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Divorce vs property settlement: what’s the difference?

It’s understandable to feel confused by all the technicalities and terminology used in the legal space, especially if your mind is already preoccupied with your separation or divorce.

Usually, two terms many people use interchangeably are ‘property settlement’ and ‘divorce’.

Their meanings get confused because both processes involved negotiating with your former partner and seeking professional guidance from a lawyer. However, there are important differences.

To help you, let’s briefly discuss the difference between divorce and property settlement.

What is property settlement?

Property settlement refers to the division of assets and debts between parties and is usually negotiated shortly after a separation, as there are time limits imposed.

For instance, you and your partner decide to get a divorce or undergo legal separation. Either the two of you or the Court will then work on splitting your combined net assets through a property settlement process.

Married couples can apply to the Court for property settlement for up to a year after an official divorce has become final, while de facto couples can do so for up to 2 years from the date of separation.

What is a divorce, then?

A divorce is a legally recognised Order made by the Court that you are no longer married. However, a legal divorce does not deal with the division of your assets or parenting arrangements.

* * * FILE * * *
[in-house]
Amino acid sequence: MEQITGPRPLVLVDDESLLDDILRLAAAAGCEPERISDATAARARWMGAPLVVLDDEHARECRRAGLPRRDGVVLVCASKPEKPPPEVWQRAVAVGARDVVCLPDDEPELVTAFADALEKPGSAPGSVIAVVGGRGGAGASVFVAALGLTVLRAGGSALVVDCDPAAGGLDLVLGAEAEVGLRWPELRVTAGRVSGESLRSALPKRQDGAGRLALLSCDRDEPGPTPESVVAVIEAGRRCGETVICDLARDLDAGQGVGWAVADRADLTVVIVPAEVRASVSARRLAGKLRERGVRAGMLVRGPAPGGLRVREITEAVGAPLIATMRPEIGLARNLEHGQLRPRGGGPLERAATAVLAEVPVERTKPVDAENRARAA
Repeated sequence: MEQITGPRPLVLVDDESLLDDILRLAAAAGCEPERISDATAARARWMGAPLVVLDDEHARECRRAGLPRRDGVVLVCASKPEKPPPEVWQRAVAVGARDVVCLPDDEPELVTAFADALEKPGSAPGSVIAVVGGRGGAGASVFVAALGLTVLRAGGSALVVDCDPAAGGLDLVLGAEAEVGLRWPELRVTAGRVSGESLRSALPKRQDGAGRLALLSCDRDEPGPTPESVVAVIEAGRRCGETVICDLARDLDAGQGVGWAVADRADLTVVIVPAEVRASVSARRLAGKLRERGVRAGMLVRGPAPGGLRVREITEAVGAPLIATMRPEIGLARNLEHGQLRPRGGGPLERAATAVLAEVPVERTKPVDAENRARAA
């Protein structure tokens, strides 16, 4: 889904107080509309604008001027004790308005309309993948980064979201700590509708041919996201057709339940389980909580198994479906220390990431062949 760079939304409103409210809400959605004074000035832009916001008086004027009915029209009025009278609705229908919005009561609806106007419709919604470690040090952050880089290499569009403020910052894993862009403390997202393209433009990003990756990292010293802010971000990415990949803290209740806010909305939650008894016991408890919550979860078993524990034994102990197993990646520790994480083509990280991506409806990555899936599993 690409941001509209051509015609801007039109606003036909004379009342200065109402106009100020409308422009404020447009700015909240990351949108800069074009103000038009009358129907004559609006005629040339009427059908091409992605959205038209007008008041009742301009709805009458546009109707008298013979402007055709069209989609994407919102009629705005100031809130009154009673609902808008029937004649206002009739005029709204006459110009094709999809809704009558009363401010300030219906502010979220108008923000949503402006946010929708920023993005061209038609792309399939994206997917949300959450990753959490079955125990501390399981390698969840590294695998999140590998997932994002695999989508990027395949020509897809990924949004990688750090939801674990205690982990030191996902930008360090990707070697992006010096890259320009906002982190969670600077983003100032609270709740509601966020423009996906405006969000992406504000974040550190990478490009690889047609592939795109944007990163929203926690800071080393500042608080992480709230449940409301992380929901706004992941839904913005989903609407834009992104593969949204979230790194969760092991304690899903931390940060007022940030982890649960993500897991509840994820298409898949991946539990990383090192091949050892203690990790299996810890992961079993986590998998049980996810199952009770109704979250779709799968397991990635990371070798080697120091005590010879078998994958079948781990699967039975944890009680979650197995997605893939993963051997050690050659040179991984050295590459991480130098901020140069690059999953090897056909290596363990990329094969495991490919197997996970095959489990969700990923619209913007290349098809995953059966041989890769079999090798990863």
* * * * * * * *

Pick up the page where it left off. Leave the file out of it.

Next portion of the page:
Keep in mind, too, that the Court isn’t concerned with whether any party may be at fault for the marriage breaking down.

To obtain a divorce, what you need to show is that you have been separated from your spouse for 12 months and 1 day and that your marriage has broken down irretrievably with no prospects of reconciling.

You can also obtain a divorce if you and your partner have separated but been living under the same roof for this time too.

How to apply for divorce in Australia

In order to apply for divorce in Australia, either you or your spouse must meet one of the following criteria:

  • Born in Australia or have become an Australian citizen by descent (born outside Australia and at least one parent was an Australian citizen and your birth is registered in Australia)
  • An Australian citizen by grant of Australian citizenship (If so, you will need your citizenship certificate when filing your application)
  • Lawfully present in Australia and intend to continue living in Australia. (You must have been living in Australia for at least the last 12 months. In some cases, you may need to present your passport showing the date of arrival at least one year prior and/or a valid or current visa)

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